6 ideas for Lego minifigs that better reflect our ever-changing world.

You may have heard about Lego's big step toward inclusivity.

The toy manufacturer announced they're adding new minifigs (the little yellow figures) to their collection, including a young person (complete with a beanie and hoodie) using a wheelchair, a working mother, and a stay-at-home dad pushing an infant in a stroller.


Some of the new inclusive minifigs coming as early as this summer from Lego. Photo by Daniel Karmann/AFP/Getty Images.

The company's more inclusive offerings are an effort to accurately reflect rapidly changing demographics.

“We need to stay in tune with the world around us,” said Soren Torp Laursen, president of Lego Systems told Fortune. “We aren’t responding to demand from anyone. We are trying to ... listen to our consumer base.”

Yes! More companies like this please.

Photo by Andrew Burton/Getty Images.

In the spirit of encouraging creative play and keeping up with our ever-changing world, here are six more minifigures that represent our evolving demographics.

1. A minifig without a driver's license

In 2014,less than a quarter of 16-year-olds had a license, a nearly 50% decline from 1983. But it's not just young people getting out from behind the wheel. There are steady declines in licensure for people aged 20 to 54 too. These changes may be a result of more people living in urban settings, and lifestyle changes like people pursuing higher levels of education and delaying marriage and children.

Optional accessories: an audiobook and a bus pass.

Photo by Jewel Samad /AFP/Getty Images.

2. Minifig newlyweds on their second marriage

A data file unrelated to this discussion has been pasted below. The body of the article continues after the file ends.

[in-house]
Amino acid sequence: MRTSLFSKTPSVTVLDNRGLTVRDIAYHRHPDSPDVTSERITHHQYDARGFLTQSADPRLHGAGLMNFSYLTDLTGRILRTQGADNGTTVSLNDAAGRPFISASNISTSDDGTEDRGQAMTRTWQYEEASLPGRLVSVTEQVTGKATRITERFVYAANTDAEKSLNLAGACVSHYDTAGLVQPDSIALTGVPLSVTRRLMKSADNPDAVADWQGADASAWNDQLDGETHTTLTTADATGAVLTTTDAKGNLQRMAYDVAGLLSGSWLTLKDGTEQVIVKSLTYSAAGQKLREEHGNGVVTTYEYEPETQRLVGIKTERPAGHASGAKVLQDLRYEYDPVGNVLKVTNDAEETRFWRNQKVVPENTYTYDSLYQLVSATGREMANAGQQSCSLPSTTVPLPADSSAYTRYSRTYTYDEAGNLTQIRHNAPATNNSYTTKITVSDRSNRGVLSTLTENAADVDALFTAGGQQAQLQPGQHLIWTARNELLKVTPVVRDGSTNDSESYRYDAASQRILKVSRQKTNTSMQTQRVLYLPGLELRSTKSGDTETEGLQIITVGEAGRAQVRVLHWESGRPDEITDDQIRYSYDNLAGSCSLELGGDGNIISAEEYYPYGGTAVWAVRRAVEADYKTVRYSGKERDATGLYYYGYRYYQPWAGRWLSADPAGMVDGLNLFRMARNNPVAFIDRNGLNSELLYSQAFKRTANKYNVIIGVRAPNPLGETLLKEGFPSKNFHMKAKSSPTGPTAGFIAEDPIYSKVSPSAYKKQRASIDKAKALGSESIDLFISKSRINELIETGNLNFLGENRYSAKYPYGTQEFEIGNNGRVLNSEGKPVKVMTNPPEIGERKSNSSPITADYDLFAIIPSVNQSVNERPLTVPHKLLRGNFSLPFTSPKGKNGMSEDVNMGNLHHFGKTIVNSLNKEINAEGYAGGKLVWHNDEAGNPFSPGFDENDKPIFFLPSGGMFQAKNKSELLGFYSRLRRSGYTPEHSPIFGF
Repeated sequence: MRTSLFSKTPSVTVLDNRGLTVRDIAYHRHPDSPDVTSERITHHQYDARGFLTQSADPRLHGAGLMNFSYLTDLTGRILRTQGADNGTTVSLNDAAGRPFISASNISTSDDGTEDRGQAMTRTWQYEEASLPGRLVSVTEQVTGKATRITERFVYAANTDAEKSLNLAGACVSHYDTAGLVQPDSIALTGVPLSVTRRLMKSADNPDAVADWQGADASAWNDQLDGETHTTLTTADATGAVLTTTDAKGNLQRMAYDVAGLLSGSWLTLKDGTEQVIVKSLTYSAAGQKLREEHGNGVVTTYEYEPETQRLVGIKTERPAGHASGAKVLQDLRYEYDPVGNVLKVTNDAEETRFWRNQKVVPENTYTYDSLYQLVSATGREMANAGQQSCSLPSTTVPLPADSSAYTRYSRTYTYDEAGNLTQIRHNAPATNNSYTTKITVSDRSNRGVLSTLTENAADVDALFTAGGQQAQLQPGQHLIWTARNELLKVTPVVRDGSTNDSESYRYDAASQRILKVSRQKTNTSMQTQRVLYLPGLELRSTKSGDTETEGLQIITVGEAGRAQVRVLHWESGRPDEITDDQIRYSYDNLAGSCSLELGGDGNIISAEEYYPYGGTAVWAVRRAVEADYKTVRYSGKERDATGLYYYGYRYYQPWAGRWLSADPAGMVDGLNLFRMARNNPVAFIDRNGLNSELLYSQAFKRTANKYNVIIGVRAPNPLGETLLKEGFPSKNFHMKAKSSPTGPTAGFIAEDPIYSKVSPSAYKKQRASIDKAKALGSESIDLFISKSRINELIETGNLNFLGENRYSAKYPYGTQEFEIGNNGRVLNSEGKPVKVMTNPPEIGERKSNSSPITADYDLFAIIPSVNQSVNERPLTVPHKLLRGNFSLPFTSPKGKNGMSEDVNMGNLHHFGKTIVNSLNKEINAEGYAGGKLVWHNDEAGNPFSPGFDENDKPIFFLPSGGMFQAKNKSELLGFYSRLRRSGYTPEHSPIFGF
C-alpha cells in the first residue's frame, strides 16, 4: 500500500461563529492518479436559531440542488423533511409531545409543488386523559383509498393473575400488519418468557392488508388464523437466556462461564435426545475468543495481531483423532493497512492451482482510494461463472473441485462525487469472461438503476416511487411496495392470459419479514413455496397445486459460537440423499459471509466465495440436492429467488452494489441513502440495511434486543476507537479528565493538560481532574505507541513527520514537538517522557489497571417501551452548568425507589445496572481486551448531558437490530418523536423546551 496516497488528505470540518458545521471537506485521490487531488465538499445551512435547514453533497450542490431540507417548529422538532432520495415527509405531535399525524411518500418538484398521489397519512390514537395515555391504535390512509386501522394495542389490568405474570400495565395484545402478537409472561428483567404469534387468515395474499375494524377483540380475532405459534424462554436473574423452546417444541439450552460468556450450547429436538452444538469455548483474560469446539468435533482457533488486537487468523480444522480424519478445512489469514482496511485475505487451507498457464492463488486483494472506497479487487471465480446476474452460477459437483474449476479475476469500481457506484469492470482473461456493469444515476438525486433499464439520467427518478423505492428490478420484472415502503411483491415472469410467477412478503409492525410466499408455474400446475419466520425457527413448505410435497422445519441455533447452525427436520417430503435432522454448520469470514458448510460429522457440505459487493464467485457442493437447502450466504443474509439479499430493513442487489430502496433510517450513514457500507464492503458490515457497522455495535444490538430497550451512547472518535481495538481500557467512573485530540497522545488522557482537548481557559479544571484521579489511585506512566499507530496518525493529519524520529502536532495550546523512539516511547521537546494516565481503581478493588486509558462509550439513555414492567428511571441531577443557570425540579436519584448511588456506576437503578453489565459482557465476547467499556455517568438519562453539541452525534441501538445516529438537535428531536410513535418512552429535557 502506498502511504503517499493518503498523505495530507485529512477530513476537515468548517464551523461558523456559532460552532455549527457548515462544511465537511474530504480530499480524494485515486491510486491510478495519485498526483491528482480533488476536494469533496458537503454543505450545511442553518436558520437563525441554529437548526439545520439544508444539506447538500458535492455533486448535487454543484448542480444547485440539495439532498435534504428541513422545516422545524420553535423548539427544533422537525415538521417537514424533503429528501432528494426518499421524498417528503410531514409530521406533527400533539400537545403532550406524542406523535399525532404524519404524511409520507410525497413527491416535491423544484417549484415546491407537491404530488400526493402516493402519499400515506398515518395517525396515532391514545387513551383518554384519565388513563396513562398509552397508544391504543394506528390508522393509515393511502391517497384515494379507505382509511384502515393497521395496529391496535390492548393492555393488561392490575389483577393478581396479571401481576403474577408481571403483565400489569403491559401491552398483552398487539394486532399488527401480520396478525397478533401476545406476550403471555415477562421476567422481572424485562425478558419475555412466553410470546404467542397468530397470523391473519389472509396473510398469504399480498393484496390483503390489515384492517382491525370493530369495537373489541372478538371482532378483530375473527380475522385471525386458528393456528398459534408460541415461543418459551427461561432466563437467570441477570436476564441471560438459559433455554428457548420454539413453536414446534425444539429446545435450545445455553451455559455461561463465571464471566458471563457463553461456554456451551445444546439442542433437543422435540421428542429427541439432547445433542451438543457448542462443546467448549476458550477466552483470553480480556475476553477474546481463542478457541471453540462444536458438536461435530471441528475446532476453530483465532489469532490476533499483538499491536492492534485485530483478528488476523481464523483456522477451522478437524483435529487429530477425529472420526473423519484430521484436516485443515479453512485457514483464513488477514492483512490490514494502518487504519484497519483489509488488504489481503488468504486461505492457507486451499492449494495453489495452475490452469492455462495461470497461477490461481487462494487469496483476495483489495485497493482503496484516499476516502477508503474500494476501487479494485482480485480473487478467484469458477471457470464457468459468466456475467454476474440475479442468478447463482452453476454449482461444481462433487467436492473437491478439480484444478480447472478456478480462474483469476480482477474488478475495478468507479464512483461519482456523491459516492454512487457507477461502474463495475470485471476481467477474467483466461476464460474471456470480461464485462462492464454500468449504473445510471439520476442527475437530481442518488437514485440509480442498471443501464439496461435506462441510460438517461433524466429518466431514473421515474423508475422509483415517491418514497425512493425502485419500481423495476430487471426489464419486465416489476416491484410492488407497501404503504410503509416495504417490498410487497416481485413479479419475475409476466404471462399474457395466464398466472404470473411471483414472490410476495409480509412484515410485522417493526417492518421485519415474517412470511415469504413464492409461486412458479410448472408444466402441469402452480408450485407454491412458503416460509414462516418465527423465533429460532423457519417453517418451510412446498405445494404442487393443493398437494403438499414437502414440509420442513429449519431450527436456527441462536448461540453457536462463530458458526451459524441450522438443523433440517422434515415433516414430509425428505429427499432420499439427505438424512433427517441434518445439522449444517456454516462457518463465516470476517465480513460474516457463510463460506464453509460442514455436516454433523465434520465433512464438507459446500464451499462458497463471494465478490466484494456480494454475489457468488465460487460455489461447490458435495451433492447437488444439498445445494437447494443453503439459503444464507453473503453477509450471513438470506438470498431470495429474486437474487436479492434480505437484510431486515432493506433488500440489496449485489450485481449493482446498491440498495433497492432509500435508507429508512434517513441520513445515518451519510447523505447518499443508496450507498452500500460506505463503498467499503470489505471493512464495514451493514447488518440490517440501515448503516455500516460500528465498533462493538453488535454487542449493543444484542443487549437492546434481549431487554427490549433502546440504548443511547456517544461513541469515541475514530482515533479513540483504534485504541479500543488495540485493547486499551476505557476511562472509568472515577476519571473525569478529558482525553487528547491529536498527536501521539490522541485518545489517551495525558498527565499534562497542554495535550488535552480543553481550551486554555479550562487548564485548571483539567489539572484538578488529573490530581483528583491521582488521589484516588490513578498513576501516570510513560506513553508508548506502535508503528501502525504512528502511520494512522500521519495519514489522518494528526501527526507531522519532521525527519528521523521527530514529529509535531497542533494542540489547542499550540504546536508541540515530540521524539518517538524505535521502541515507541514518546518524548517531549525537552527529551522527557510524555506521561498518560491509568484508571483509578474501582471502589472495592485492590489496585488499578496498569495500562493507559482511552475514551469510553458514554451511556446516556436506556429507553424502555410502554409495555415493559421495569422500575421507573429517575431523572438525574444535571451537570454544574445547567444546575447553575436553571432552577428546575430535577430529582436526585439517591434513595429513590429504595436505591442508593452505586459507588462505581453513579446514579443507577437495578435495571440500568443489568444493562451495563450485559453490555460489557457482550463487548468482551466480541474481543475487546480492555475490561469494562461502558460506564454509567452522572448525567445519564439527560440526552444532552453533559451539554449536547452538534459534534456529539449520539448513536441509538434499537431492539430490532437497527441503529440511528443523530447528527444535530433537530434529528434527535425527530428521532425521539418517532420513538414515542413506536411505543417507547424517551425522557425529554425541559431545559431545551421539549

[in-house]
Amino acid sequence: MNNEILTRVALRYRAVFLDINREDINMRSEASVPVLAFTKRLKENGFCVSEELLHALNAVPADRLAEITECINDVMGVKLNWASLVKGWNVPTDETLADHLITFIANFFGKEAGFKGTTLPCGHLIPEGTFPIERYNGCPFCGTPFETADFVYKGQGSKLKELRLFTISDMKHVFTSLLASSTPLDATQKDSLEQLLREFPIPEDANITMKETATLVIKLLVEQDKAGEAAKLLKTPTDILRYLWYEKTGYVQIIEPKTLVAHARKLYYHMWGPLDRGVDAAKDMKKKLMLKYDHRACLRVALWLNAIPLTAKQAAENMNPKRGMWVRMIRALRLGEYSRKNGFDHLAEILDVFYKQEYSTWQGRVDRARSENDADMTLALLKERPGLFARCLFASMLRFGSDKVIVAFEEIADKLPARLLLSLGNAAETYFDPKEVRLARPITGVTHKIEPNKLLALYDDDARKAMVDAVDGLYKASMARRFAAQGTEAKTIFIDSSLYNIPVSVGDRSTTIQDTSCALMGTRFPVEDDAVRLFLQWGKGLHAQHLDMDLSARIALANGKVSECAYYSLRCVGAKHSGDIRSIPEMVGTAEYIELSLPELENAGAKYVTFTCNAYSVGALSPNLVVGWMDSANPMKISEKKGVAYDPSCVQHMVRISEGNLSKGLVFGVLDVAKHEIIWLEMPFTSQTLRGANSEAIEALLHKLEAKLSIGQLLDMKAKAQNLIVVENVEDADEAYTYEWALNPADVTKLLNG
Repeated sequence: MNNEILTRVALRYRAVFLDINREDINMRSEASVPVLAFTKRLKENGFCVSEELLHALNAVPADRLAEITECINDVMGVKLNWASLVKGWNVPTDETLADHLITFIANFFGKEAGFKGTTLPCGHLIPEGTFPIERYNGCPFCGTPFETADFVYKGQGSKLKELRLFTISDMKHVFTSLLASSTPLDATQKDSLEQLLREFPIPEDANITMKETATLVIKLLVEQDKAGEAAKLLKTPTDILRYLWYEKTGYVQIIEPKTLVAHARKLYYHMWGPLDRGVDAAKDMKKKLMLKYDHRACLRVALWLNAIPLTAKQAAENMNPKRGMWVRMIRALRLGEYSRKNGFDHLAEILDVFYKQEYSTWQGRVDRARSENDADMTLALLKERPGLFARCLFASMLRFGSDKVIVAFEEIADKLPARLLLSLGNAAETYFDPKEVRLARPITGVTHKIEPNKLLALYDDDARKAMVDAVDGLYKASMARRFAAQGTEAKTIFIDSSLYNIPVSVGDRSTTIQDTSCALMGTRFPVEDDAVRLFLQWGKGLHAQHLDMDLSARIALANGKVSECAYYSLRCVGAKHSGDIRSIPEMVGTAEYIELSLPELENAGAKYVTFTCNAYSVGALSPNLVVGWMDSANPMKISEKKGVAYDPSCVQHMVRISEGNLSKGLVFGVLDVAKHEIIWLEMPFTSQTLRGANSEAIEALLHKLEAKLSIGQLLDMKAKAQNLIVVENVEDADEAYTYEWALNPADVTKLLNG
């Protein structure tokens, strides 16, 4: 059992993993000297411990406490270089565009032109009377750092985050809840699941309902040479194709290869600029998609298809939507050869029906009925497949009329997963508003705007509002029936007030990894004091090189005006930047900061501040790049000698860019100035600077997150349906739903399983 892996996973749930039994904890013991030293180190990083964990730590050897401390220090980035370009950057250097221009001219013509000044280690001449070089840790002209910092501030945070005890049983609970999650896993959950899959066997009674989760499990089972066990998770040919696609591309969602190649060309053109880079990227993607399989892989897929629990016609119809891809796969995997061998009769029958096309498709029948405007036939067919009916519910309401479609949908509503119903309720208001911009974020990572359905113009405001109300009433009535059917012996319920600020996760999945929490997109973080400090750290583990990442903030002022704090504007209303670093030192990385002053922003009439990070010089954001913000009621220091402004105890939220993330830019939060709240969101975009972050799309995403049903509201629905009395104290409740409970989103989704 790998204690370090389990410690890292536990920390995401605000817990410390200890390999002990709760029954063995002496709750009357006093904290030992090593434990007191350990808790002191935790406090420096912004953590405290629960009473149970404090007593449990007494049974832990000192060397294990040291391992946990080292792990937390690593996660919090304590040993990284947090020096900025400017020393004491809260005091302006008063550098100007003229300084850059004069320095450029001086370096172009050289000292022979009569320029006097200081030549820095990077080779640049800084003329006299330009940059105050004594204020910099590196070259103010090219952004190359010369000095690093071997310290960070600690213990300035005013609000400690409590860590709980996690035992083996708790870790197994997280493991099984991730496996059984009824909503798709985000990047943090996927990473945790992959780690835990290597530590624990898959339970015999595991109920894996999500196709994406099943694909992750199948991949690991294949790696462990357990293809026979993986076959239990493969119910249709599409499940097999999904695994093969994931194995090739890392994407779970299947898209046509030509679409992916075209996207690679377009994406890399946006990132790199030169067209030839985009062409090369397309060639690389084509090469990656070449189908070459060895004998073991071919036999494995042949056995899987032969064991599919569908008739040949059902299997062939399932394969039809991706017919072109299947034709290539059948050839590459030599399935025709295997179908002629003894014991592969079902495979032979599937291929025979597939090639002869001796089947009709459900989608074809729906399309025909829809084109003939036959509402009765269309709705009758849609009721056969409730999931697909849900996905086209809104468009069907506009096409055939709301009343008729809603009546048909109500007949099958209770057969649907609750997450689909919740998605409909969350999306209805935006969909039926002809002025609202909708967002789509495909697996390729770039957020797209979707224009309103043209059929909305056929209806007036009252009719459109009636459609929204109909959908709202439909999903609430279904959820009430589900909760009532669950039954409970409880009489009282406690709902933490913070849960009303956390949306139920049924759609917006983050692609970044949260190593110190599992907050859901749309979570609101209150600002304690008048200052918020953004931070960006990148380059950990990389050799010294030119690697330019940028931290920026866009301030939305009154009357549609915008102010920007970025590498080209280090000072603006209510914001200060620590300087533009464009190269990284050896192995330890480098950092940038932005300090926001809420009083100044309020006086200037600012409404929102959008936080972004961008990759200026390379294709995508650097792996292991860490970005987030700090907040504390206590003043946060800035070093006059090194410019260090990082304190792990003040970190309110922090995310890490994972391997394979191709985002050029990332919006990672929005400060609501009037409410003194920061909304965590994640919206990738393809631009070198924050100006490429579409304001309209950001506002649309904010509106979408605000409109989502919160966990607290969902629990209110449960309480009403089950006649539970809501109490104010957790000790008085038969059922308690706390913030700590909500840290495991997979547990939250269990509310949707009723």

Lego already has minifig newlyweds, but to keep up with the current landscape, these newlyweds should probably be a little older and on their second (or even third) marriage. In 2013, nearly 40% of marriages included at least one person who'd been married before. Oh, and while we're at it, Lego should definitely include a gay couple too.

Optional accessories: a small ceremony with no gifts, but top shelf booze.

Photo by Hagen Hopkins/Getty Images.

3. A minifig college graduate with crippling loan debt

The student loan crisis is very real and very scary. Nearly 70% of students who graduated from not-for-profit public colleges and universities in 2014 had student loan debt, with an average of more than $28,000 per borrower. The standard repayment plan is 10 years, but borrowers can work out plans to extend that in exchange for higher interest rates, the last thing someone in debt needs.

Optional accessories: the sinking feeling you'll never own a home.

Photo by Michael B. Thomas/Getty Images.

4. A minifig caring for an elderly family member

According to the Bureau of Labor Statistics, there are 40.4 million unpaid caregivers of adults over 65. 90% of that group are providing care for an elderly family member. These caregivers often balance full- or part-time jobs with their responsibilities, which often include housework, errands, home repair projects, and emotional support.

Optional accessories: a hug for doing something really hard, but really awesome.

Photo by Greg Baker/ AFP/Getty Images.

5. A minifig who thinks foreign languages are great, but only speaks English

75% of Americans don't speak a second language, though 43% believe it's vital to know as many languages as possible. America: Do as we say, not as we do. And please do it in English so we know you're not making fun of us.

Optional accessories: an unopened, dusty Rosetta Stone box.

Photo by Denis Charlet/AFP/Getty Images

6. A minifig with little to no confidence in Congress